**Assumption #1:**Your**dependent variable**should be measured on a**continuous**scale (i.e., it is measured at the**interval**or**ratio**level). Examples of variables that meet this criterion include revision time (measured in hours), intelligence (measured using IQ score), exam performance (measured from 0 to 100), weight (measured in kg), and so forth. You can learn more about continuous variables in our article: Types of Variable.**Assumption #2:**Your**independent variable**should consist of**two categorical**, “**related groups**” or “**matched pairs**“. “Related groups” indicates that the same subjects are present in both groups. The reason that it is possible to have the same subjects in each group is because each subject has been measured on two occasions on the same dependent variable. For example, you might have measured 10 individuals’ performance in a spelling test (the dependent variable) before and after they underwent a new form of computerised teaching method to improve spelling. You would like to know if the computer training improved their spelling performance. The first related group consists of the subjects at the beginning of (prior to) the computerised spelling training and the second related group consists of the same subjects, but now at the end of the computerised training. The dependent t-test can also be used to compare different subjects, but this does not happen very often. Nonetheless, to learn more about the different study designs that can be analysed using a dependent t-test, see our enhanced dependent t-test guide.**Assumption #3:**There should be**no significant outliers**in the**differences**between the two related groups. Outliers are simply single data points within your data that do not follow the usual pattern (e.g., in a study of 100 students’ IQ scores, where the mean score was 108 with only a small variation between students, one student had a score of 156, which is very unusual, and may even put her in the top 1% of IQ scores globally). The problem with outliers is that they can have a negative effect on the dependent t-test, reducing the validity of your results. In addition, they can affect the statistical significance of the test. Fortunately, when using SPSS to run a dependent t-test on your data, you can easily detect possible outliers. In our enhanced dependent t-test guide, we (a) show you how to use SPSS to compute the difference scores, (b) show you how to detect outliers using SPSS, and (c) discuss some of the options you have in order to deal with outliers.**Assumption #4:**The**distribution of the differences**in the**dependent variable**between the two related groups should be**approximately normally distributed**. We talk about the dependent t-test only requiring**approximately**normal data because it is quite “robust” to violations of normality, meaning that the assumption can be a little violated and still provide valid results. You can test for normality using the Shapiro-Wilk test of normality, which is easily tested for using SPSS. In addition to showing you how to do this in our enhanced dependent t-test guide, we also explain what you can do if your data fails this assumption (i.e., if it fails it more than a little bit).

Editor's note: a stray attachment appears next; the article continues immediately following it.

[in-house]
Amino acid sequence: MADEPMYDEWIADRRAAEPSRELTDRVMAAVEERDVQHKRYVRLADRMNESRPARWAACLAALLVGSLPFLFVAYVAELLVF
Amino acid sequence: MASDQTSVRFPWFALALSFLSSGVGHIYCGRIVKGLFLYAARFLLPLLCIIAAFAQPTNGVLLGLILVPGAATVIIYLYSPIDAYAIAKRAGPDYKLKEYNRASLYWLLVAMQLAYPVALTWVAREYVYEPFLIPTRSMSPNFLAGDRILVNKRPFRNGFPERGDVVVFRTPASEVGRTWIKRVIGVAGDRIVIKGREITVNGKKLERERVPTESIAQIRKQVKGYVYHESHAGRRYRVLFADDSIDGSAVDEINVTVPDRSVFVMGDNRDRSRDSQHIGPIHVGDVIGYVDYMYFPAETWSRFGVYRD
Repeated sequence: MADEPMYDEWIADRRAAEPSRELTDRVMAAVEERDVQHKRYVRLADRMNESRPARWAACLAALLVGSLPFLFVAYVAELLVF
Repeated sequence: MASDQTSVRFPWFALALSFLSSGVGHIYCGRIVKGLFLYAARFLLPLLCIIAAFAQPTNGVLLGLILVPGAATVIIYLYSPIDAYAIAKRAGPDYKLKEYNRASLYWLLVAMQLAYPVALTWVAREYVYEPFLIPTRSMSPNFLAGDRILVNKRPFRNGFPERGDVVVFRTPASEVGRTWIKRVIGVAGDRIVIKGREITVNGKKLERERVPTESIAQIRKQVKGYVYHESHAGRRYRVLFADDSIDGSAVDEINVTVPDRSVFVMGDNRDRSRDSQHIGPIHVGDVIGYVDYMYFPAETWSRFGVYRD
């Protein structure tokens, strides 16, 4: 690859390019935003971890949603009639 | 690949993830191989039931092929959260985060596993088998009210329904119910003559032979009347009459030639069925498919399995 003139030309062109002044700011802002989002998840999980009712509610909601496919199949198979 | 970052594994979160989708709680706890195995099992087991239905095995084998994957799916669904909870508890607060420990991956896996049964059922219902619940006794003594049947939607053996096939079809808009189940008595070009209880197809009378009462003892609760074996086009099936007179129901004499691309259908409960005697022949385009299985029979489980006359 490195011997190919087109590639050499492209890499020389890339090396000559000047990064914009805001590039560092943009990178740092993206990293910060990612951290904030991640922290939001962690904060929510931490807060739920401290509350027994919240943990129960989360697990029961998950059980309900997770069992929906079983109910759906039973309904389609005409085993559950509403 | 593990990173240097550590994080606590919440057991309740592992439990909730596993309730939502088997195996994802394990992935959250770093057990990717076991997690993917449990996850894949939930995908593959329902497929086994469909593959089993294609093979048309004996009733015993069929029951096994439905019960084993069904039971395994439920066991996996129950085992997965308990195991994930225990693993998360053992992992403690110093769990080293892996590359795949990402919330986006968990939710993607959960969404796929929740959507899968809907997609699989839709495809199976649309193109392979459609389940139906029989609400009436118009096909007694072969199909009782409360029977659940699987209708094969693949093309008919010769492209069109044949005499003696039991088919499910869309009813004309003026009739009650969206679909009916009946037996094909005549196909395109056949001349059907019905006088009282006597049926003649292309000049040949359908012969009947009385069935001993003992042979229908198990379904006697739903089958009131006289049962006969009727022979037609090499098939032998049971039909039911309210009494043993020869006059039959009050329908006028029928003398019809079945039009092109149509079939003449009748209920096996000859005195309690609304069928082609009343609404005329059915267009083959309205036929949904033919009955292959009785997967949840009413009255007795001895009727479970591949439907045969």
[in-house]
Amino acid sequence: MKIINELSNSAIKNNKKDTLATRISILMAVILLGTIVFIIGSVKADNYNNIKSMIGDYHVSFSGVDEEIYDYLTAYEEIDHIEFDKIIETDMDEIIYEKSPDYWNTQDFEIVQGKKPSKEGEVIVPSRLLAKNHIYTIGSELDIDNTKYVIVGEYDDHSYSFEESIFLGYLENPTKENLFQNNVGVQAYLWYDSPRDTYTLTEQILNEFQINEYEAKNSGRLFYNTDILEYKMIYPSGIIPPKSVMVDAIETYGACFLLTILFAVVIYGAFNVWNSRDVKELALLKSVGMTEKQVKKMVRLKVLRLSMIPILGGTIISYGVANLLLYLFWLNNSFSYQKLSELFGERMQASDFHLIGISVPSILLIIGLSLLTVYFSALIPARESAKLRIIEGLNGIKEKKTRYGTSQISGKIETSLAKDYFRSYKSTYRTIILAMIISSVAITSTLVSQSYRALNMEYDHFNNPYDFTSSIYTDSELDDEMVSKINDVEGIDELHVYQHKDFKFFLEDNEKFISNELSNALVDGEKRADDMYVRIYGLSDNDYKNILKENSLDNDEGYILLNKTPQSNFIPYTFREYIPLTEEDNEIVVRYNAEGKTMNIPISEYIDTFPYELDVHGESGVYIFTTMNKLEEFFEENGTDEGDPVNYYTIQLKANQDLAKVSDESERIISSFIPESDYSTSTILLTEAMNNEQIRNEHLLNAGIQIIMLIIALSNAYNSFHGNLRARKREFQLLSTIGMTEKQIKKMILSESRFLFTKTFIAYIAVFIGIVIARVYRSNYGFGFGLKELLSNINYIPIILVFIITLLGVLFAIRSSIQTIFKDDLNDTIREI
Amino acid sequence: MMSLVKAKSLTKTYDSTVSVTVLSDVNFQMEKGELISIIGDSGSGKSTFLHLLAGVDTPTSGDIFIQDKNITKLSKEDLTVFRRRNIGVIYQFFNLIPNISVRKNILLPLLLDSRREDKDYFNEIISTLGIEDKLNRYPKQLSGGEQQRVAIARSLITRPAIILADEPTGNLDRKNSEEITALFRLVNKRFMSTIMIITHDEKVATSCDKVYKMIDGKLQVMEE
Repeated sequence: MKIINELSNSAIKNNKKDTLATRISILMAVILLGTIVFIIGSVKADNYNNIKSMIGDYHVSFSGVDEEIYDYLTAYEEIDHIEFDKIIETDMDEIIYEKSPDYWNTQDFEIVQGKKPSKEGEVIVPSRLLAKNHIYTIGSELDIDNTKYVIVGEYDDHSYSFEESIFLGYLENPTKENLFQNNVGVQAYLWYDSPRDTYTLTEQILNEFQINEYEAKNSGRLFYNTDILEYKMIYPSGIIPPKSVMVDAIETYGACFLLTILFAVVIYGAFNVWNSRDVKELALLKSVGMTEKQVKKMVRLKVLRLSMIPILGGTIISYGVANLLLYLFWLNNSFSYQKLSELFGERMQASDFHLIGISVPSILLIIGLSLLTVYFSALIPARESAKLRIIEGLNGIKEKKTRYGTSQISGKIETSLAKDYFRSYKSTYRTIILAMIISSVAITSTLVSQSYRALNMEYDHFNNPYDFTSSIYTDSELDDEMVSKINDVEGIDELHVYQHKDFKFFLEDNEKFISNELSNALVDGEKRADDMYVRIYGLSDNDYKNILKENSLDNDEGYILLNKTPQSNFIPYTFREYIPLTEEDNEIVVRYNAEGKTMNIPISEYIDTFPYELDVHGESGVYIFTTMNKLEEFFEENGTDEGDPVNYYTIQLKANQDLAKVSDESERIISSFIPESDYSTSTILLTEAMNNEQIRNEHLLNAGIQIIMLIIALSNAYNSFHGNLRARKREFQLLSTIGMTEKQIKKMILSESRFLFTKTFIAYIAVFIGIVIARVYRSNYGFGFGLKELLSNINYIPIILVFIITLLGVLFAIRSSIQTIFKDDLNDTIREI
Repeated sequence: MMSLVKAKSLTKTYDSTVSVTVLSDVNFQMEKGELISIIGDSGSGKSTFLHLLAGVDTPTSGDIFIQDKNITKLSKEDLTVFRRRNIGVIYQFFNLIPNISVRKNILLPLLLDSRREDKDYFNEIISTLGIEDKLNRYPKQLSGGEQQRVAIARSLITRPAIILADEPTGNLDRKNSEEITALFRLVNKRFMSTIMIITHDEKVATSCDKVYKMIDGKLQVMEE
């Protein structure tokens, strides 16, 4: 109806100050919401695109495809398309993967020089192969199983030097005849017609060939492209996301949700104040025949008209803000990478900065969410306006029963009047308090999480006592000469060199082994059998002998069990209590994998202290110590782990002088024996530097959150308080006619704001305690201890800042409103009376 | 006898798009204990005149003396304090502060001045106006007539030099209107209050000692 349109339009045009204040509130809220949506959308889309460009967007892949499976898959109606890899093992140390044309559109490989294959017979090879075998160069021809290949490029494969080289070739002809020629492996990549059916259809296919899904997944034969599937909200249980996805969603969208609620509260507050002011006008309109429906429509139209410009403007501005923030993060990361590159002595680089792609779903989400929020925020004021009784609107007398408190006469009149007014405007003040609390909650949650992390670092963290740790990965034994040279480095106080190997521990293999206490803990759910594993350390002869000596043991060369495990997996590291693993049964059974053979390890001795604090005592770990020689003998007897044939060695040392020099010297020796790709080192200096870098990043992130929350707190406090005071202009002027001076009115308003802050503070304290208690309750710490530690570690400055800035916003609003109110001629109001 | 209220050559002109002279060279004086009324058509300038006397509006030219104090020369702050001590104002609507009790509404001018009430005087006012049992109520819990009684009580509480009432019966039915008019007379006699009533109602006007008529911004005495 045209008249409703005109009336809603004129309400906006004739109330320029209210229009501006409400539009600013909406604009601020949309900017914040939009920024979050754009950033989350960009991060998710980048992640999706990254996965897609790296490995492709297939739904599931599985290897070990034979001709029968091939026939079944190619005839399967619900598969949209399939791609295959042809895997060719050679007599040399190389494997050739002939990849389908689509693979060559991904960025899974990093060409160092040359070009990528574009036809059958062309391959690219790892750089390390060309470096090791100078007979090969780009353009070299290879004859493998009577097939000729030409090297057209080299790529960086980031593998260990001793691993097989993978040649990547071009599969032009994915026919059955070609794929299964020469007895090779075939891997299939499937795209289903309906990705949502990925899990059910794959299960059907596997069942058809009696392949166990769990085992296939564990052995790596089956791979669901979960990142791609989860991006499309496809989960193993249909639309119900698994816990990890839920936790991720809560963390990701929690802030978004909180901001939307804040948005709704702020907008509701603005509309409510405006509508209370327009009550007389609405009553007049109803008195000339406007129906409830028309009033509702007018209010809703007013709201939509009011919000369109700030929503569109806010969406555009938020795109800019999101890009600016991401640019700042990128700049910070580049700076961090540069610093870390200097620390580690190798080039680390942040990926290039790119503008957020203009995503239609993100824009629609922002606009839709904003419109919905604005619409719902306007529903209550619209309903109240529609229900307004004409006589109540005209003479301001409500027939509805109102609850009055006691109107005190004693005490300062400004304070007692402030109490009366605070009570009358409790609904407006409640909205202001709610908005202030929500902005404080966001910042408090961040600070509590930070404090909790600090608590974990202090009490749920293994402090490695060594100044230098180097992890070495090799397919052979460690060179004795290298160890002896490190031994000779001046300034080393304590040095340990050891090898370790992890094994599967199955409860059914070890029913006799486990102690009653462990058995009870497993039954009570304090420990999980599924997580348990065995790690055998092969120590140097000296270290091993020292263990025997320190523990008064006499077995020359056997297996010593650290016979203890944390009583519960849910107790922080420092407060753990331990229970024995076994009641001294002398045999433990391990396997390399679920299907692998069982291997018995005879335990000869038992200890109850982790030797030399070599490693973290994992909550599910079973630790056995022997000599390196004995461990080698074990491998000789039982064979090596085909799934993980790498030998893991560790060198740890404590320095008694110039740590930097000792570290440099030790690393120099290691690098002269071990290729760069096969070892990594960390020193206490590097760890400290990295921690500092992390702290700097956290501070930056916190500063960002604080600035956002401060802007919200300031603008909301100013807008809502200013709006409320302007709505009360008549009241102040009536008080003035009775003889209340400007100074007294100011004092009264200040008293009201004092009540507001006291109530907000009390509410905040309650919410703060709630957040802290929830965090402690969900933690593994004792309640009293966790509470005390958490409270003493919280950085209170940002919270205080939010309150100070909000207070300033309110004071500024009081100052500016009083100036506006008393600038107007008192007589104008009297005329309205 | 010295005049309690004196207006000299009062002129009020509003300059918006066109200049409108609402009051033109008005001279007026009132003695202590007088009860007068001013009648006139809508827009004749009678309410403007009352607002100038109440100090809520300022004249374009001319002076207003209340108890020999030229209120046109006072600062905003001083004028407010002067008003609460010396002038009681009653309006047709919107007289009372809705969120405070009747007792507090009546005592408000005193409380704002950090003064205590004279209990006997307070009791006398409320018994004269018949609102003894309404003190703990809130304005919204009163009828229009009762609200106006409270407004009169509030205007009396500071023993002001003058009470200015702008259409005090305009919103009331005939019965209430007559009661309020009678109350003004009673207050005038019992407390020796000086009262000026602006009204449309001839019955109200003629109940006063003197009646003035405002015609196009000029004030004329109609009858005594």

You can check assumptions #3 and #4 using SPSS. Before doing this, you should make sure that your data meets assumptions #1 and #2, although you don’t need SPSS to do this. When moving on to assumptions #3 and #4, we suggest testing them in this order because it represents an order where, if a violation to the assumption is not correctable, you will no longer be able to use a dependent t-test (although you may be able to run another statistical test on your data instead). Just remember that if you do not run the statistical tests on these assumptions correctly, the results you get when running a dependent t-test might not be valid. This is why we dedicate a number of sections of our enhanced dependent t-test guide to help you get this right. You can find out about our enhanced content as a whole here, or more specifically, learn how we help with testing assumptions here.